A balancing act: Building diplomatic ties with China in an era of boycotts
08 December 2021 | 6:23 am
It has become a major preoccupation of many governments across the globe; how to build a productive diplomatic relationship with China. This particularly as tensions between Washington and Beijing continue to ratchet upwards with Beijing's Winter Olympic Games in February now facing an American diplomatic boycott. Annette Young talks to Canadian-Chinese journalist and author, Joanna Chiu, whose new book 'China Unbound' argues how democracies have effectively enabled Beijing's campaign to increase its global influence. She speaks about the diplomatic toolkit required to ensure a healthy and robust relationship with China.
Although the virtual meeting between the US and Chinese leaders did not lead to any big breakthroughs, both sides expressed willingness to cooperate on "guardrails" to prevent competition from turning into catastrophe.
"Spiritual opium" is how the Chinese brand video games. After a tightening of the noose around the industry and rules at the start of the school year that limit screen time for teens to three hours a week, Fortnite has announced that it is folding. Three years on and one billion dollars spent, the popular survival game never got regulatory approval, despite the financial backing of Chinese tech giant Tencent. So what is the matter with Fortnite?
Two Philippine boats carrying food supplies for soldiers to the disputed Second Thomas shoal were blocked by the Chinese coast guard, who allegedly fired water cannons on them. No injuries were reported in the incident.
China said it took the punitive step after self-ruled Taiwan opened a de facto embassy in Lithuania.
Chinese officials ordered some of the country's biggest companies — including Alibaba, Tencent and Baiidu — to pay fines for failing to report corporate acquisitions over the past eight years.
President Joe Biden has invited 109 countries to the virtual summit which will take place on December 9 and 10. China said adding Taiwan to the guest list was a "mistake."
China's post-COVID recovery has been hurt by Beijing's crackdown on real estate and tech giants. Strong exports have, until now, saved the economy but what happens when global demand for Chinese goods slows?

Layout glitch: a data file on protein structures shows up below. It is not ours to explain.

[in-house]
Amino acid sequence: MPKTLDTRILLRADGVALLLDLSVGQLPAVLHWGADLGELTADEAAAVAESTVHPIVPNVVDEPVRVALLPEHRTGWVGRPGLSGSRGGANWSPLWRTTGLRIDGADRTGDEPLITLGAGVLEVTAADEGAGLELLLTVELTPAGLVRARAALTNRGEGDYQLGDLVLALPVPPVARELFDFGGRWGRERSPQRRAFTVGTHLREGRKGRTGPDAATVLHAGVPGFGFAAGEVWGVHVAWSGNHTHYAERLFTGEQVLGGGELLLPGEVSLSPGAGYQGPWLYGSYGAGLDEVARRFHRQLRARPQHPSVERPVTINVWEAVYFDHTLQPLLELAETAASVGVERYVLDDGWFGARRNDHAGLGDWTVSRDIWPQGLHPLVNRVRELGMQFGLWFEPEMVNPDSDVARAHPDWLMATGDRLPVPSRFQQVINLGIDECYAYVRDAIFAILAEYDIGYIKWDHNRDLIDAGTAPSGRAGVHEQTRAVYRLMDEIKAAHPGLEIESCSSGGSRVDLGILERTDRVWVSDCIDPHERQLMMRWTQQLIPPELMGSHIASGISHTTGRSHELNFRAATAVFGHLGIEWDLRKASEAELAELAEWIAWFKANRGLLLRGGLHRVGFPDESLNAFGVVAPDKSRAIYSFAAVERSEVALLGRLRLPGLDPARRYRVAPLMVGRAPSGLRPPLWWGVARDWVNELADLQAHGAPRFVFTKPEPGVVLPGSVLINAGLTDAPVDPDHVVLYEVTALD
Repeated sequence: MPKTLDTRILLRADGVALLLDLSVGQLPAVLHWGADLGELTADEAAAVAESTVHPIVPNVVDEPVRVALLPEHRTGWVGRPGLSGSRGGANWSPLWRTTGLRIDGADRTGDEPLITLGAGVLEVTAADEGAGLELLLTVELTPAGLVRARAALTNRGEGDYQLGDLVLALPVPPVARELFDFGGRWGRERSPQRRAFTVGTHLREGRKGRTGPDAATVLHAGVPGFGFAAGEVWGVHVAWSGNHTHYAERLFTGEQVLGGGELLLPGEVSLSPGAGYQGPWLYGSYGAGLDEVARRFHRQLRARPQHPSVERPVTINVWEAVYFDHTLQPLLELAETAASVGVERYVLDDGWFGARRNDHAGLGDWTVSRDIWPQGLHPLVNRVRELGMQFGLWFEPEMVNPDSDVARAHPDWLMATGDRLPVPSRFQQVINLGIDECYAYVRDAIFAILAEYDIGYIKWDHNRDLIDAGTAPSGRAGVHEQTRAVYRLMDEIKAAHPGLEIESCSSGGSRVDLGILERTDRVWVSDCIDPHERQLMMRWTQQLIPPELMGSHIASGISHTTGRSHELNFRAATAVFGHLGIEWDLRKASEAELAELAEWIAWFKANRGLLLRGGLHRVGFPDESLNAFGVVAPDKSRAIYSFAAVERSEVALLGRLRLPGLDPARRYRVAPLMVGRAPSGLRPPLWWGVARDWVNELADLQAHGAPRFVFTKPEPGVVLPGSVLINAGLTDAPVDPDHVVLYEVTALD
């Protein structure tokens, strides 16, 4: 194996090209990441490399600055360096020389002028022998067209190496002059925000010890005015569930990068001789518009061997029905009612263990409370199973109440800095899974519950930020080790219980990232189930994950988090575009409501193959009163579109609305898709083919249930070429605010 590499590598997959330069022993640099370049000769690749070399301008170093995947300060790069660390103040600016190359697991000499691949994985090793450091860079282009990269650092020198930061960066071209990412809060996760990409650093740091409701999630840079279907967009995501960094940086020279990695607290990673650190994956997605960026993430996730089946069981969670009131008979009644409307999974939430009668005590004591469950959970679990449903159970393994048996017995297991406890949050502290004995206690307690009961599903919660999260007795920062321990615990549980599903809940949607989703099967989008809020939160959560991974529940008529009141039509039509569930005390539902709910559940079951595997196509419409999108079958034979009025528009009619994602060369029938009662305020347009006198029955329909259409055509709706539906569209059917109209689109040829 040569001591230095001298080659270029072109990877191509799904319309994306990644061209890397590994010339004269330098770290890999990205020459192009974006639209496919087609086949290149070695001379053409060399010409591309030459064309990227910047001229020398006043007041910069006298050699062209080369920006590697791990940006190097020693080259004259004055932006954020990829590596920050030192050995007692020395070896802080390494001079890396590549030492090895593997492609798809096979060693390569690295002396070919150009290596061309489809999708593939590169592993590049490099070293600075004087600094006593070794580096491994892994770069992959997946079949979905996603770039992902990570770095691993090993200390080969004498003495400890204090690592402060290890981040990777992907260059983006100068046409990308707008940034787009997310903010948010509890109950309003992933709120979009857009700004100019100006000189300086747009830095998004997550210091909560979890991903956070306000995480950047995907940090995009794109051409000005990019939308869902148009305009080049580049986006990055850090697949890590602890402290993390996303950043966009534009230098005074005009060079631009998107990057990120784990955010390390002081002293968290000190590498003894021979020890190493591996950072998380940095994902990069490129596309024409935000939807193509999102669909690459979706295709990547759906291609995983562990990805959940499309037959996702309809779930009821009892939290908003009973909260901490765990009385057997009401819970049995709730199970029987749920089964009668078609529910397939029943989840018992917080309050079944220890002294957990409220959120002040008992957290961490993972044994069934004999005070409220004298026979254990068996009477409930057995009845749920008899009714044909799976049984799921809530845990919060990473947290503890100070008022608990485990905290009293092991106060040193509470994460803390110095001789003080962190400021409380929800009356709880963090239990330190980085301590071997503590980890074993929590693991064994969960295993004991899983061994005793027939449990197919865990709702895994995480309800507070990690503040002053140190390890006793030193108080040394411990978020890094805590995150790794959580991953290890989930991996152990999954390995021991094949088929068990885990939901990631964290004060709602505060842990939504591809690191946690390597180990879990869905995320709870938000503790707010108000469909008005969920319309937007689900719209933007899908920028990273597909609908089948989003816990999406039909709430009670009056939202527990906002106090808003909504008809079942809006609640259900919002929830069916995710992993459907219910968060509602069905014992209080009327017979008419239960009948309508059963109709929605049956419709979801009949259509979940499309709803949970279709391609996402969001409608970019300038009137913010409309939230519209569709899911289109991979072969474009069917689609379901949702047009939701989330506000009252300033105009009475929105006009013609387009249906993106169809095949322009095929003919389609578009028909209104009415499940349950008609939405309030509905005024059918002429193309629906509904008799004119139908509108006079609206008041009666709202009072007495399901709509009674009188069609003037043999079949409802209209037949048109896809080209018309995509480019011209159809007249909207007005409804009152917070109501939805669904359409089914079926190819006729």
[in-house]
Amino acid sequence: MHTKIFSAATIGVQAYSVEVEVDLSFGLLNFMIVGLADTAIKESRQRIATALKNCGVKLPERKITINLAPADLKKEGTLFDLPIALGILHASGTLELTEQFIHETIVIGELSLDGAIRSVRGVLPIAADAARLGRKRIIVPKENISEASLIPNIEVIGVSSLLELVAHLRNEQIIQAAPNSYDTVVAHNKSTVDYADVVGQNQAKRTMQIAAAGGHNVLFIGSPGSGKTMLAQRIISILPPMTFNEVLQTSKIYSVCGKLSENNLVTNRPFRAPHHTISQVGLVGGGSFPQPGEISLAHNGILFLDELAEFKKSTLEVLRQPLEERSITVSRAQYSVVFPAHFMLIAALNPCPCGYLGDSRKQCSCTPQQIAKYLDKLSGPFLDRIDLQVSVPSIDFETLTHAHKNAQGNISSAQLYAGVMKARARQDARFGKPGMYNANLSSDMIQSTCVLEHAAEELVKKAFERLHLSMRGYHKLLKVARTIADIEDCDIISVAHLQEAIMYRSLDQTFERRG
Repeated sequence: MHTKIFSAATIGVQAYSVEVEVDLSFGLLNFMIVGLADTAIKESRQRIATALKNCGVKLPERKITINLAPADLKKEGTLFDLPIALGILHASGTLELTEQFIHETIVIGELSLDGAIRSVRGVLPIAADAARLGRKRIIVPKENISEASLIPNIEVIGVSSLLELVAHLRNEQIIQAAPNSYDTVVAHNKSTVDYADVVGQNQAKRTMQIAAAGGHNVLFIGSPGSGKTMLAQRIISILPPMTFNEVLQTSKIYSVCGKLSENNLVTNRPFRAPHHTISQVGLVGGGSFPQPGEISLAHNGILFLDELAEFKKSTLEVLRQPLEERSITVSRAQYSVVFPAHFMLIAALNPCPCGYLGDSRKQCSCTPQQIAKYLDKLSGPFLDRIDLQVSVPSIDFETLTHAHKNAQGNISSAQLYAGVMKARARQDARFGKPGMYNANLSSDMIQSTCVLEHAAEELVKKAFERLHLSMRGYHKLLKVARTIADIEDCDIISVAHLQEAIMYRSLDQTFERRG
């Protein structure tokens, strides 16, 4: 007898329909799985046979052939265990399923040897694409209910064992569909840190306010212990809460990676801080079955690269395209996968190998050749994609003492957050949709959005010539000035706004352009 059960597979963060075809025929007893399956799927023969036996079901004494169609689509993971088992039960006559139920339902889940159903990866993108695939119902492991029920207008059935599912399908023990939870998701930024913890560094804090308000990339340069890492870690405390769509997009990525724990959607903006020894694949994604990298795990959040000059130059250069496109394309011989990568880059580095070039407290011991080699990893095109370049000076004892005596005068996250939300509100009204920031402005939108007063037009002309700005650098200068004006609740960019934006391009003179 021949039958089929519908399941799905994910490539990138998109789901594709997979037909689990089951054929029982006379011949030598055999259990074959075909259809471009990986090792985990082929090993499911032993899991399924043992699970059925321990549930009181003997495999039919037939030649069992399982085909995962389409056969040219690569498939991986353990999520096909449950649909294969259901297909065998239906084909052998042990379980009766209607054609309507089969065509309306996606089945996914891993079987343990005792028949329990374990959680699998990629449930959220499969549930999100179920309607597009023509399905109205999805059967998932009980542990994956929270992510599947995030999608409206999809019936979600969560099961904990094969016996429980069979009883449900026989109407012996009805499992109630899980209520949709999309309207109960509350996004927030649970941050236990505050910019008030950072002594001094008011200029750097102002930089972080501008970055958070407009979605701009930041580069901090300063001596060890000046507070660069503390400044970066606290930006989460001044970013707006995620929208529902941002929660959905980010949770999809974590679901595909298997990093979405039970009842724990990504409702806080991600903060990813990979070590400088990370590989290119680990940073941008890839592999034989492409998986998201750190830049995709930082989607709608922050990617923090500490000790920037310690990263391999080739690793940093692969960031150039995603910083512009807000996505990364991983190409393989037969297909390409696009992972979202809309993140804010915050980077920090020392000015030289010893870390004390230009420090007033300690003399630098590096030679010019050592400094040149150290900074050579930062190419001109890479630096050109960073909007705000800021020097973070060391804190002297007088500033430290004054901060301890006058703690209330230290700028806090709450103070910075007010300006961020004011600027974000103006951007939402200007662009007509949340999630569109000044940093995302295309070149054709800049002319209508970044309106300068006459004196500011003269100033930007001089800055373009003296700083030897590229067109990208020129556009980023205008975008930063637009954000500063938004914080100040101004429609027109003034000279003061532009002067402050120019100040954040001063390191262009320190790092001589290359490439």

East Africa has been ramping up efforts to expose its citizens to Chinese culture - particularly through language. In Kenya Mandarin is offered as a selective language in the national curriculum, while in Uganda it’s now a compulsory subject in some schools. But is this simply an exchange of cultures, or is there more to it?
Chinese real estate giant Evergrande, saddled with around $300 billion in debt, has been struggling to meet interest payments on its loans. If it collapses, some of its partner firms could be driven to bankruptcy, prospective homebuyers could lose deposits and some banks would lend less money, which would lead to a credit crunch in the world's second-biggest economy. Property developers in China have in fact created an oversupply: there is enough empty property in the country to house more than 90 million people. FRANCE 24's team reports.
The EU Commission on Wednesday (1 December) unveiled its plan to invest €300bn by 2027 in global infrastructure in digital and climate projects - as an alternative to China's Belt and Road initiative.
The governing body of women's tennis took the decision after Peng made an allegation of sexual abuse against a Chinese official. WTA chairman Steve Simon said he worried about player safety at tournaments in China.
Since September, the name Evergrande has caused panic on stock exchanges around the world. Paralysed by $300 billion in debt (€260 billion), or the equivalent of 2 percent of Chinese GDP, the country's second-largest real estate developer is now threatening Chinese growth. Evergrande has more than 1,300 construction projects across China, as well as financial products, electric cars, livestock, bottled water and even a football club.
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